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Title: Track: High Throughput Protein Science Thermal and mechanical stability of highly-luminescent protein NanoLuc in presence and absence of chaperones; Award Winners/Abstracts from the 36th Annual Symposium of The Protein Society, July 7 – 10, 2022
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Journal Name:
Protein Science
Medium: X
Sponsoring Org:
National Science Foundation
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  2. Abstract

    Protein labeling strategies have been explored for decades to study protein structure, function, and regulation. Fluorescent labeling of a protein enables the study of protein‐protein interactions through biophysical methods such as microscale thermophoresis (MST). MST measures the directed motion of a fluorescently labeled protein in response to microscopic temperature gradients, and the protein's thermal mobility can be used to determine binding affinity. However, the stoichiometry and site specificity of fluorescent labeling are hard to control, and heterogeneous labeling can generate inaccuracies in binding measurements. Here, we describe an easy‐to‐apply protocol for high‐stoichiometric, site‐specific labeling of a protein at its N‐terminus withN‐hydroxysuccinimide (NHS) esters as a means to measure protein‐protein interaction affinity by MST. This protocol includes guidelines for NHS ester labeling, fluorescent‐labeled protein purification, and MST measurement using a labeled protein. As an example of the entire workflow, we additionally provide a protocol for labeling a ubiquitin E3 enzyme and testing ubiquitin E2‐E3 enzyme binding affinity. These methods are highly adaptable and can be extended for protein interaction studies in various biological and biochemical circumstances. © 2021 Wiley Periodicals LLC.

    This article was corrected on 18 July 2022. See the end of the full text for details.

    Basic Protocol 1: Labeling a protein of interest at its N‐terminus with NHS esters through stepwise reaction

    Alternate Protocol: Labeling a protein of interest at its N‐terminus with NHS esters through a one‐pot reaction

    Basic Protocol 2: Purifying the N‐terminal fluorescent‐labeled protein and determining its concentration and labeling efficiency

    Basic Protocol 3: Using MST to determine the binding affinity of an N‐terminal fluorescent‐labeled protein to a binding partner.

    Basic Protocol 4: NHS ester labeling of ubiquitin E3 ligase WWP2 and measurement of the binding affinity between WWP2 and an E2 conjugating enzyme by the MST binding assay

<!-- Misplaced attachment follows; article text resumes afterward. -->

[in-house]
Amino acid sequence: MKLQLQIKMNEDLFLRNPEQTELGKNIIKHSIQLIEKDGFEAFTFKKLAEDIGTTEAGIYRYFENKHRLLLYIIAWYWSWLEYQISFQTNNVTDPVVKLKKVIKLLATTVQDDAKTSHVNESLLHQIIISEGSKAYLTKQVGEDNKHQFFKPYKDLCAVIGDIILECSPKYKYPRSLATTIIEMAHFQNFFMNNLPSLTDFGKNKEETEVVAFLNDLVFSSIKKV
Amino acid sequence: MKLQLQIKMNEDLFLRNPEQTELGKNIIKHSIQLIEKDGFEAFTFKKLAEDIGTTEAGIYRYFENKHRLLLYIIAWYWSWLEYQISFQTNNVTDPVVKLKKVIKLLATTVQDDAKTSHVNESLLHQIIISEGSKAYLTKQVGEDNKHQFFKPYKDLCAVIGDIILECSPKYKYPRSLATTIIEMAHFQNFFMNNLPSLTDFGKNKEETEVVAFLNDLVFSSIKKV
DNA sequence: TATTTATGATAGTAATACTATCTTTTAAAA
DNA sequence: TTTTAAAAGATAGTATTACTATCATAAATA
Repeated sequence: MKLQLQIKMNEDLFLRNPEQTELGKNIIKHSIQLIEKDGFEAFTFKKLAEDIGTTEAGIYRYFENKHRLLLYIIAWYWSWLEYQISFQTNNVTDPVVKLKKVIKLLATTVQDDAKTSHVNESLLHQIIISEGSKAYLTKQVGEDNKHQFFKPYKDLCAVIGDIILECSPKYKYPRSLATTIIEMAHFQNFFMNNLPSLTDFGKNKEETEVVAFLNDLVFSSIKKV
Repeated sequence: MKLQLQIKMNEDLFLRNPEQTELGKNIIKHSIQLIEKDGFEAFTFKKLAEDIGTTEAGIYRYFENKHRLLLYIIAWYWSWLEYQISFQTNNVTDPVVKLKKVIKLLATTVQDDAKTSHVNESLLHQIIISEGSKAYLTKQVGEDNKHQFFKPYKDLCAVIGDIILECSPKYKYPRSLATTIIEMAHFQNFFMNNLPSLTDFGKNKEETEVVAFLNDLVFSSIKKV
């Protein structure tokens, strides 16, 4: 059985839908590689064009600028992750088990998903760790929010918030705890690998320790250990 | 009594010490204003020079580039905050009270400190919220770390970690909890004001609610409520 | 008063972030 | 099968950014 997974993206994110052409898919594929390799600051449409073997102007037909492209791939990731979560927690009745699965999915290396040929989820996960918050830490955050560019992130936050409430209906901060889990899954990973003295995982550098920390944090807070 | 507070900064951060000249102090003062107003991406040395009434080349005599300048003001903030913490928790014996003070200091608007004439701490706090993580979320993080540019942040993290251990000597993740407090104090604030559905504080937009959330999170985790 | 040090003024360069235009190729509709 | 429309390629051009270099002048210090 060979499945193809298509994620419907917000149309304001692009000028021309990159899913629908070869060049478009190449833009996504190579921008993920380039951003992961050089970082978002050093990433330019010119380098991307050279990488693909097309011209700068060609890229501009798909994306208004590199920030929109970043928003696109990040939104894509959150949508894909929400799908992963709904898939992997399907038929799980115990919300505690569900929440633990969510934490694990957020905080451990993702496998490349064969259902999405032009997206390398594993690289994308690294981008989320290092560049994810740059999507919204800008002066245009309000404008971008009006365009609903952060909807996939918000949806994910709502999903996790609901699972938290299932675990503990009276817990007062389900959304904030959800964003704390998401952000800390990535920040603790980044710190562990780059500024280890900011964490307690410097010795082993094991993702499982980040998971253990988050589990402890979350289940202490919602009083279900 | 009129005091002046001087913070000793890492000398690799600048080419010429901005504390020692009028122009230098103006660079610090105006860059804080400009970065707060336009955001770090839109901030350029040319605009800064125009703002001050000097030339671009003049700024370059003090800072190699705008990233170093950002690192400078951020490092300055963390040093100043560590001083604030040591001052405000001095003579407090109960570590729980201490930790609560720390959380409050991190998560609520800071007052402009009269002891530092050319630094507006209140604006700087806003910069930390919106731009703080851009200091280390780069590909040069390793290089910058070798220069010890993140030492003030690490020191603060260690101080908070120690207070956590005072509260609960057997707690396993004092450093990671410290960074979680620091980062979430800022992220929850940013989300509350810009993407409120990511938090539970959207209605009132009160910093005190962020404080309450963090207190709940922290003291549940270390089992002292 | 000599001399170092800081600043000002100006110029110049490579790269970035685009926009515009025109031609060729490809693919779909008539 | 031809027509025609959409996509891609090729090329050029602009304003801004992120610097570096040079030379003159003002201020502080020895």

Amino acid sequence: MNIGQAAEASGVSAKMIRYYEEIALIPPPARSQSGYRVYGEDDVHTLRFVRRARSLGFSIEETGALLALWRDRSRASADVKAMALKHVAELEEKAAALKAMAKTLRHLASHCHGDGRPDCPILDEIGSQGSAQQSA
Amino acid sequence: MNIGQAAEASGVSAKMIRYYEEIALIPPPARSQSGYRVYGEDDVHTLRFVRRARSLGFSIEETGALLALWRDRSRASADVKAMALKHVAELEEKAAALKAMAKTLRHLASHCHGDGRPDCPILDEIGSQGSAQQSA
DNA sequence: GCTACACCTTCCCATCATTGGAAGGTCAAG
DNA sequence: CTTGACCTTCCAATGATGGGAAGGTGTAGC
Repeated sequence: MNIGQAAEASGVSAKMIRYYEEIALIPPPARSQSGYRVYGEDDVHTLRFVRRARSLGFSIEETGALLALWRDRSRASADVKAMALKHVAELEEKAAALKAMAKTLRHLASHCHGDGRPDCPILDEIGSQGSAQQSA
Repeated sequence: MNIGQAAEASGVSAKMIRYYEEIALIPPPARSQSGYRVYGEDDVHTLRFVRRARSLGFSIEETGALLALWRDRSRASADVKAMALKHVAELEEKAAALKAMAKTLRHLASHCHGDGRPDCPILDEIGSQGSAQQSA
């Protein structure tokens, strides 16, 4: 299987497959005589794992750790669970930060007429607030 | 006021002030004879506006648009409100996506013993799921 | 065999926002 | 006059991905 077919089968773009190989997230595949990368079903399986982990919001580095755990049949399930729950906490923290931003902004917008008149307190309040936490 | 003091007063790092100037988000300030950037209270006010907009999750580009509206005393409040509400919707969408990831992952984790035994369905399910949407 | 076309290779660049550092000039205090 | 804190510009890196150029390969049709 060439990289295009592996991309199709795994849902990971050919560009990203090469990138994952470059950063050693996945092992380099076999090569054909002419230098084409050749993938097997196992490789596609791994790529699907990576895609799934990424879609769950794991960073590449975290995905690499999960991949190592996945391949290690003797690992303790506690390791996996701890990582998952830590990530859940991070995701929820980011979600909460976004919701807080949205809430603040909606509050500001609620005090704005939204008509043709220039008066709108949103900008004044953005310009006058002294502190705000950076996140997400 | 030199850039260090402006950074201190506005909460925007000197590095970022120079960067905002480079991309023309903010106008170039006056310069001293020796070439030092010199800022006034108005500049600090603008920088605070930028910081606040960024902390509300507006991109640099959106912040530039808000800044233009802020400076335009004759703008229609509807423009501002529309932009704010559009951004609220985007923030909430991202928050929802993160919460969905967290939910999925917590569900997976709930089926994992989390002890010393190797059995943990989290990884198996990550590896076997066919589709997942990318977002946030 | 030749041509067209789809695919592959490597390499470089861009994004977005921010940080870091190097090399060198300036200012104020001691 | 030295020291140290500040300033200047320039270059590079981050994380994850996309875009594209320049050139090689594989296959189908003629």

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  4. Porto, Carla (Ed.)
    ABSTRACT The PII family comprises a group of widely distributed signal transduction proteins ubiquitous in prokaryotes and in the chloroplasts of plants. PII proteins sense the levels of key metabolites ATP, ADP, and 2-oxoglutarate, which affect the PII protein structure and thereby the ability of PII to interact with a range of target proteins. Here, we performed multiple ligand fishing assays with the PII protein orthologue GlnZ from the plant growth-promoting nitrogen-fixing bacterium Azospirillum brasilense to identify 37 proteins that are likely to be part of the PII protein-protein interaction network. Among the PII targets identified were enzymes related to nitrogen and fatty acid metabolism, signaling, coenzyme synthesis, RNA catabolism, and transcription. Direct binary PII-target complex was confirmed for 15 protein complexes using pulldown assays with recombinant proteins. Untargeted metabolome analysis showed that PII is required for proper homeostasis of important metabolites. Two enzymes involved in c-di-GMP metabolism were among the identified PII targets. A PII-deficient strain showed reduced c-di-GMP levels and altered aerotaxis and flocculation behavior. These data support that PII acts as a major metabolic hub controlling important enzymes and the homeostasis of key metabolites such as c-di-GMP in response to the prevailing nutritional status. IMPORTANCE The PII proteins sense and integrate important metabolic signals which reflect the cellular nutrition and energy status. Such extraordinary ability was capitalized by nature in such a way that the various PII proteins regulate different facets of metabolism by controlling the activity of a range of target proteins by protein-protein interactions. Here, we determined the PII protein interaction network in the plant growth-promoting nitrogen-fixing bacterium Azospirillum brasilense . The interactome data along with metabolome analysis suggest that PII functions as a master metabolic regulator hub. We provide evidence that PII proteins act to regulate c-di-GMP levels in vivo and cell motility and adherence behaviors. 
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